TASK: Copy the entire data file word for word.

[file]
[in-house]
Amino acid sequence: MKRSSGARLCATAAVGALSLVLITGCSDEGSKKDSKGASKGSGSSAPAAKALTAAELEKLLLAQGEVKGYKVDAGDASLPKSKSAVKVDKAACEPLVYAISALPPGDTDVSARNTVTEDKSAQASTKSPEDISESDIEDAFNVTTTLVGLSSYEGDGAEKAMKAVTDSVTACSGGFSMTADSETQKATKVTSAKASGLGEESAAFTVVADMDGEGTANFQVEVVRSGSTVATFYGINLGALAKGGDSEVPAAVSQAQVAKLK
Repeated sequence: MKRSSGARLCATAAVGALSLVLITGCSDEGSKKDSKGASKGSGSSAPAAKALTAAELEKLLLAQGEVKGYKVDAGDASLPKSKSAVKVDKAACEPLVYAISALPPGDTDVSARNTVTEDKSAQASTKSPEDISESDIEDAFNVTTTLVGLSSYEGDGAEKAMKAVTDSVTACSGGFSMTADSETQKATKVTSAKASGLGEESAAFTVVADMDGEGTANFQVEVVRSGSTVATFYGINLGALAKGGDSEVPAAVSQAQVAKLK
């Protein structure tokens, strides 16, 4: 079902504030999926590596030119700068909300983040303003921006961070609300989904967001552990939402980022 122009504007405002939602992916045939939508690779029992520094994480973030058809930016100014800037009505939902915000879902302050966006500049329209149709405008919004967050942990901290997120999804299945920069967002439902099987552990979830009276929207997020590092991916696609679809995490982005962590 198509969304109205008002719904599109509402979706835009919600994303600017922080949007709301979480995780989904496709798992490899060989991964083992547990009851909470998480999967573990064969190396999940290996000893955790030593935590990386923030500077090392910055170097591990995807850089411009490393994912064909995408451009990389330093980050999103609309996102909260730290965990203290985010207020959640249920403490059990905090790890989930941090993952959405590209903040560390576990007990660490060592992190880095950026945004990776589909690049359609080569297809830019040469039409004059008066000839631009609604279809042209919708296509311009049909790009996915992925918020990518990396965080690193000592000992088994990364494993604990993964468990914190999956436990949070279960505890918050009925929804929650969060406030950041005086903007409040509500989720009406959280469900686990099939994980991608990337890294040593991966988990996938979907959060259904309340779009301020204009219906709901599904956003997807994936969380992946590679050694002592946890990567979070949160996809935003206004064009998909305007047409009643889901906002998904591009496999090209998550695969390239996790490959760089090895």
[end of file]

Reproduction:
[in-house]
Amino acid sequence: MKRSSGARLCATAAVGALSLVLITGCSDEGSKKDSKGASKGSGSSAPAAKALTAAELEKLLLAQGEVKGYKVDAGDASLPKSKSAVKVDKAACEPLVYAISALPPGDTDVSARNTVTEDKSAQASTKSPEDISESDIEDAFNVTTTLVGLSSYEGDGAEKAMKAVTDSVTACSGGFSMTADSETQKATKVTSAKASGLGEESAAFTVVADMDGEGTANFQVEVVRSGSTVATFYGINLGALAKGGDSEVPAAVSQAQVAKLK
Repeated sequence: MKRSSGARLCATAAVGALSLVLITGCSDEGSKKDSKGASKGSGSSAPAAKALTAAELEKLLLAQGEVKGYKVDAGDASLPKSKSAVKVDKAACEPLVYAISALPPGDTDVSARNTVTEDKSAQASTKSPEDISESDIEDAFNVTTTLVGLSSYEGDGAEKAMKAVTDSVTACSGGFSMTADSETQKATKVTSAKASGLGEESAAFTVVADMDGEGTANFQVEVVRSGSTVATFYGINLGALAKGGDSEVPAAVSQAQVAKLK
């Protein structure tokens, strides 16, 4: 079902504030999926590596030119700068909300983040303003921006961070609300989904967001552990939402980022 122009504007405002939602992916045939939508690779029992520094994480973030058809930016100014800037009505939902915000879902302050966006500049329209149709405008919004967050942990901290997120999804299945920069967002439902099987552990979830009276929207997020590092991916696609679809995490982005962590 198509969304109205008002719904599109509402979706835009919600994303600017922080949007709301979480995780989904496709798992490899060989991964083992547990009851909470998480999967573990064969190396999940290996000893955790030593935590990386923030500077090392910055170097591990995807850089411009490393994912064909995408451009990389330093980050999103609309996102909260730290965990203290985010207020959640249920403490059990905090790890989930941090993952959405590209903040560390576990007990660490060592992190880095950026945004990776589909690049359609080569297809830019040469039409004059008066000839631009609604279809042209919708296509311009049909790009996915992925918020990518990396965080690193000592000992088994990364494993604990993964468990914190999956436990949070279960505890918050009925929804929650969060406030950041005086903007409040509500989720009406959280469900686990099939994980991608990337890294040593991966988990996938979907959060259904309340779009301020204009219906709901599904956003997807994936969380992946590679050694002592946890990567979070949160996809935003206004064009998909305007047409009643889901906002998904591009496999090209998550695969390239996790490959760089090895």